Reflections of an Obstetrician during Coronavirus pandemic

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 Reflections of an Obstetrician during Coronavirus pandemic

Giving Birth in the Coronavirus

Touching Base: Reflections of an Obstetrician during Coronavirus pandemic

It has been just a tad busy at work on the NHS. These are indeed curious times we live and work in. It reminds me of Charles Dickens. 

A tale of two cities:

“It was the best of times, it was the worst of times”

The maternity services looks and feels very different and at the same time is reassuringly familiar. What do I mean by that?

Yes, antenatal clinic appointments are now mainly telephone consultations except if you need tests done, scans performed, specific examinations or close monitoring because of ongoing medical condition such as diabetes or blood pressure etc. 

Even with the latter, you sometimes still do not need a face to face appointment as some units are using patient apps where the correct measurements are logged by the women themselves at home and then the results reviewed remotely and plans made for change of medication etc. 

It was not so long ago that going in and listening to baby’s heart rate (sounding like a horse galloping) with the hand held doppler machine was the highlight of the antenatal visit. However, now self-monitoring of baby’s movements can be suitably effective and reassuring.

There is a move to outpatient method of induction of labour (starting labour) if for any reason this is recommended.

This out of hospital induction has always been on offer but the uptake has been variable as women have sometimes preferred to be in hospital for this to be commenced, or even as healthcare professionals we have had our various biases for or against this. 

Guess what now, both us and our women seem to be up for this now if there are no additional risk factors or contraindications to this. 

There off course will be pregnancies that are not suitable for this method of induction or women who live too far away.

Then there is the screening when you come into the unit (ward areas)

Screening questions for you and your partner about Covid symptoms +/- a temperature check on arrival. 

Masks for partners in some units, No partners in others, Home birth option promoted in some units, stopped in others. 

Green or red areas of wards with different entrances to demarcate the areas according to risk and staff wearing varying PPE in the different areas. Midwives and doctors in aprons, gloves and masks . No need to worry this is for your protection and theirs. You may worry that they are carrying it but the likelihood is you may be bringing it in!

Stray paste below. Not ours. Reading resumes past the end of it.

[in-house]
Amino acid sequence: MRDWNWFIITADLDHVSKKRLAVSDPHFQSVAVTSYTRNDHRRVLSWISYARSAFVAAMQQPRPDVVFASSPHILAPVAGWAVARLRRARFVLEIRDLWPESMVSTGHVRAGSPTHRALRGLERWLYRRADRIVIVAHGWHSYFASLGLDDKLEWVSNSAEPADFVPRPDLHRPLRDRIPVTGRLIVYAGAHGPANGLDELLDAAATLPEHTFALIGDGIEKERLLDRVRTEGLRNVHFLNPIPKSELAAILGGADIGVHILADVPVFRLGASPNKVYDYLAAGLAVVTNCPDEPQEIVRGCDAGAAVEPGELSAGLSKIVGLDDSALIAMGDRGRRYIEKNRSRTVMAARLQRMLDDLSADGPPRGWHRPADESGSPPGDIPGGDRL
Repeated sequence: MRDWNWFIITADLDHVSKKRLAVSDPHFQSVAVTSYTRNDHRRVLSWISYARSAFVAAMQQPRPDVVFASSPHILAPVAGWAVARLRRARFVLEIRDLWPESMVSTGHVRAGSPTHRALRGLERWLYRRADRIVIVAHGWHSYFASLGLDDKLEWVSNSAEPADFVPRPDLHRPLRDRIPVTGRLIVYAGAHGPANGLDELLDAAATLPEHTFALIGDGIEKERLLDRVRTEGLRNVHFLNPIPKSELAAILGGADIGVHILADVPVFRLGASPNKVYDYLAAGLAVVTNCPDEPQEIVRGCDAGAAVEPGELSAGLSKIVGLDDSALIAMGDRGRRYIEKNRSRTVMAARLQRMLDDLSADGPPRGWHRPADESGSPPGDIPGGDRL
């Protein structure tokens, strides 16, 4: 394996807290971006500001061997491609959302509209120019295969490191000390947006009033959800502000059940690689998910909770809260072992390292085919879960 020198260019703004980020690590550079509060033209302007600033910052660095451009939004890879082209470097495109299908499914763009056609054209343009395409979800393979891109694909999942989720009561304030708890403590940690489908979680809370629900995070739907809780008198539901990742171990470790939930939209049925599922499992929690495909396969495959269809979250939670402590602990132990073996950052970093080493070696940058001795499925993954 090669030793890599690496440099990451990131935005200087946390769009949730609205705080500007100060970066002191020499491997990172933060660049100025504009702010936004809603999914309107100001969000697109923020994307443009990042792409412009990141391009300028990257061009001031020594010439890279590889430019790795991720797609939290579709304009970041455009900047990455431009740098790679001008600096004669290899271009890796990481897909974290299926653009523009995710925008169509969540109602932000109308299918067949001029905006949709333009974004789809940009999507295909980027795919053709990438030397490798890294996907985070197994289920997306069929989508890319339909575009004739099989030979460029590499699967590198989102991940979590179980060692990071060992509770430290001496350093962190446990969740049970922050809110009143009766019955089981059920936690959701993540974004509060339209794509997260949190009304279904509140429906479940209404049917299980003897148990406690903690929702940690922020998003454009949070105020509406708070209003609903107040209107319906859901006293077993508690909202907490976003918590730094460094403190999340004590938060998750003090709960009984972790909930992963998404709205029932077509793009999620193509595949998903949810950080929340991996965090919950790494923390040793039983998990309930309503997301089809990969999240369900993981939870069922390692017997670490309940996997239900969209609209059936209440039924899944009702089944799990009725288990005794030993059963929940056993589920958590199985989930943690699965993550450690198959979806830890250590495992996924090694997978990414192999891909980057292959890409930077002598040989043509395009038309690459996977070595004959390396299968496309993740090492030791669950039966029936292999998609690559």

It may look daunting at first but you soon adjust to it. Are you nervous when people are in Tesco queues in masks and gloves maintaining social distance? Probably not as you or your loved ones could be that person. 

I bet their masks are not the super water resistant surgical masks we wear in hospital. May look like it! Bet even if you have super duper N95+ mask wearers on the Waitrose queues, they have not been properly fitted like our mega super duper FFP£ . 

So friends embrace the new NHS brand look-and feel secure not fearful.

Here’s the deal

You can read our Facebook group in support of pregnant women during this outbreak, where some of the women on this platform have shared their positive birth experiences.

Birth continues to remain positive because we are all doing the jobs we have been trained to do and love.

We are all appreciative of how nervous women are about coming in at this time but once in there is this sense of “I am having a baby and it is about me and my baby”.

Once in the actual labour ward room and birthing centre room, this seems to be the most ‘covid-free’ head space many of you have been in for a while . 


Because it is all about bringing a new special person into this world. 

It is all about birthing with all the support, hope, excitement, pain relief and joy associated with this special moment. For many with all the worry and anxiety of the preceding weeks-the moment has come that one has been fearful about yet somehow it feels reassuring , the staff feel reassuring, the process and people feel more normal and controlled than you expected, there seem to be enough staff, the doom and gloom and awful statistics you have been feeding on seem to fade into the background.

It truly is the best of times and the worst of times.

Let’s all be careful out there.

This article has been written by Miss Gubby Ayida Consultant Obstetrician, CEO and Founder of The Women’s Wellness Centre.

Our Consultants and Specialists at The Women’s Wellness Centre offer care and reassurance from conception to birth, providing everything you need to have a healthy and happy pregnancy. If you wish to know more about our Private Pregnancy Care please contact us on 020 7751 4488 or book an appointment online here.

Miss Gubby Ayida

Consultant Obstetrician and Gynaecologist MA FRCOG DM (Oxon)

Gubby’s guiding philosophy is based on a respect for pregnancy as a state of health, and childbirth as a normal, healthy physiological process. Her obstetric care respects the diversity of women’s needs and the variety of personal and cultural values that women bring to pregnancy and birthing. Gubby Ayida is also Founder/CEO of the Women’s Wellness Centre over the years has grown, developing a strong established brand. Miss Ayida was listed in (2007/2013) Tatlers Guide to Britains ‘s 250 best private Doctors.

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